Huawei’s CEO Says He Didn’t Expect The U.S. To Attack Huawei With Such Intense And Determined Effort


China’s telecoms equipment and smartphone maker Huawei expects a drastic decline of $30 Billion in its revenue over the next two years. This would be as a result of the US ban and trade restrictions on the Chinese company.

Huawei’s CEO and founder Ren Zhengfei, during a panel discussion at the company’s Shenzhen headquarters on monday, said productions will slow down, smartphone shipment will drop 40%, which would cause Huawei’s revenue to hover around $100 billion in a couple years.

“We didn’t expect the U.S. to attack Huawei with such intense and determined effort. We are not only banned from providing targeted components but also from joining a lot of international organizations, collaborating with many universities, using anything with American components or even connecting to networks that use American parts,” said Ren at the panel.

However, Ren assured that Huawei’s output will bounce back better by the year 2021 after a period of adjustment. “We are like a damaged plane that protected only its heart and fuel tank but not its appendages. Huawei will get tested by the adjustment period and through time. We will grow stronger as we make this step.” He said.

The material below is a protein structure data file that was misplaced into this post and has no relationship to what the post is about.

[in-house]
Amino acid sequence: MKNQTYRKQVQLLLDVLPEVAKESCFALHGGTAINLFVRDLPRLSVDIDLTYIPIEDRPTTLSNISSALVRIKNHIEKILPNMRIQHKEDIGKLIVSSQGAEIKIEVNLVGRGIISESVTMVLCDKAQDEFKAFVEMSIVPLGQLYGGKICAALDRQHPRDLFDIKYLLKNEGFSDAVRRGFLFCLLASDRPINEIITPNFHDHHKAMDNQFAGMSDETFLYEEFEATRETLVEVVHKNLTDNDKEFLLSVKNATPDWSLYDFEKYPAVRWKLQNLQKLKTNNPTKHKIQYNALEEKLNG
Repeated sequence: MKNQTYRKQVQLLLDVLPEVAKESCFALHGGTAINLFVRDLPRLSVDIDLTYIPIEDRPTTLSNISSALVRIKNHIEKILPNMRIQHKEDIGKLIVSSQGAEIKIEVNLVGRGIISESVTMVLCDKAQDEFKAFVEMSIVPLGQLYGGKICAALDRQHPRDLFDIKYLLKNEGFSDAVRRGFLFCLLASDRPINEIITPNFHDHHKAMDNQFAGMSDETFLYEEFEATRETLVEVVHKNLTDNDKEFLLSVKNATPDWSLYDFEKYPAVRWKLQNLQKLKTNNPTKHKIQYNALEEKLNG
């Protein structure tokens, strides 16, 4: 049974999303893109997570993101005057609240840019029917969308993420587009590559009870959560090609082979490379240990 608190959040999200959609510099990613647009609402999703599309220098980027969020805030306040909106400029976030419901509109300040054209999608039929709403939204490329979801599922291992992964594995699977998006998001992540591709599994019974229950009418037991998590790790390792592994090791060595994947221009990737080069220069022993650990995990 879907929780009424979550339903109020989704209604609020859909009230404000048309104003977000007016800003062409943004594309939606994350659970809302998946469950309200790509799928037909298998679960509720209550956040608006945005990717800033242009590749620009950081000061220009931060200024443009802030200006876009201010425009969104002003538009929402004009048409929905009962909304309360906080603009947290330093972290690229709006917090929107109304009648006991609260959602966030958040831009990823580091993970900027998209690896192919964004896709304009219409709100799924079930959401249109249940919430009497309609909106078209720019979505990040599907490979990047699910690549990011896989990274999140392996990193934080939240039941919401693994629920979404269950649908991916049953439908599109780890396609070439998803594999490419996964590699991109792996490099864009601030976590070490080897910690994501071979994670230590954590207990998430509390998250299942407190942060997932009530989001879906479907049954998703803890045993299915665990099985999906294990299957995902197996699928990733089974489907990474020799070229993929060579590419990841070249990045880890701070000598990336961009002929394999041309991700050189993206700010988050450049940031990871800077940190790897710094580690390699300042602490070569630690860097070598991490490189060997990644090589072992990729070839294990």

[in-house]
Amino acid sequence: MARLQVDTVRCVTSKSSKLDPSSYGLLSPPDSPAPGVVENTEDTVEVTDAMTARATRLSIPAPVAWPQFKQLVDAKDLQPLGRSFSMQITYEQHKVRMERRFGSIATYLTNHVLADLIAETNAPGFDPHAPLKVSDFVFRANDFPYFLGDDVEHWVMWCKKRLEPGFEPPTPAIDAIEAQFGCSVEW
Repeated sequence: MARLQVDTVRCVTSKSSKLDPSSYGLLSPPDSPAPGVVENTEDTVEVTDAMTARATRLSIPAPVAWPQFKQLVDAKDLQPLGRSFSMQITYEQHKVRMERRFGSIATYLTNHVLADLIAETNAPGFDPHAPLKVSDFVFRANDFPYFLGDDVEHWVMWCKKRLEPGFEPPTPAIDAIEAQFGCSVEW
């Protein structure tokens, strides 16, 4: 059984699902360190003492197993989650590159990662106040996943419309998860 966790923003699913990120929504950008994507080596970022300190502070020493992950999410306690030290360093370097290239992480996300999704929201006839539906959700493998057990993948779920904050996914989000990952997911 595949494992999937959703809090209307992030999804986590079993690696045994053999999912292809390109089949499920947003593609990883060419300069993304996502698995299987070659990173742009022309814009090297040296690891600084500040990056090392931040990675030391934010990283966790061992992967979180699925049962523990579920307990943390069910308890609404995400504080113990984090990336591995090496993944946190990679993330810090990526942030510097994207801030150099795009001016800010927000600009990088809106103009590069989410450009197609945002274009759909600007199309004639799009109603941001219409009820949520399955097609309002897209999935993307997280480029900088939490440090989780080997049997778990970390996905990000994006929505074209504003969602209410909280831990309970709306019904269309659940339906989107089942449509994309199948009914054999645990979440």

Afterall, in a response to the US action against it, the Chinese behemoth recently announced it has been preparing for years its own backup chips and an alternative smartphone operating system.

Speaking alongside Ren were George Gilder, an American writer and speaker on technology, and Nicholas Negroponte, co-founder of the MIT Media Lab who also made their contributions on Huawei’s current situation.

“It’s the U.S. that will suffer from any effort to decouple,” argued Gilder. “I believe that we have a wonderful entrepreneurial energy, wonderful creativity and wonderful technology, but it’s always thrived with collaboration with other countries.”

“The U.S. is making a terrible mistake, first of all, picking on a company,” snapped Negroponte. “I come from a world where the interest isn’t so much about the trade, commerce or stock. We value knowledge and we want to build on the people before us. The only way this works is that people are open at the beginning… It’s not a competitive world in the early stages of science. [The world] benefits from collaboration.”

While Ren said he’s optimistic about the future. “The west was the first to bring up the concept of economic globalization. It’s the right move. But there will be big waves rising from the process, and we must handle them with correct rather than radical measures.”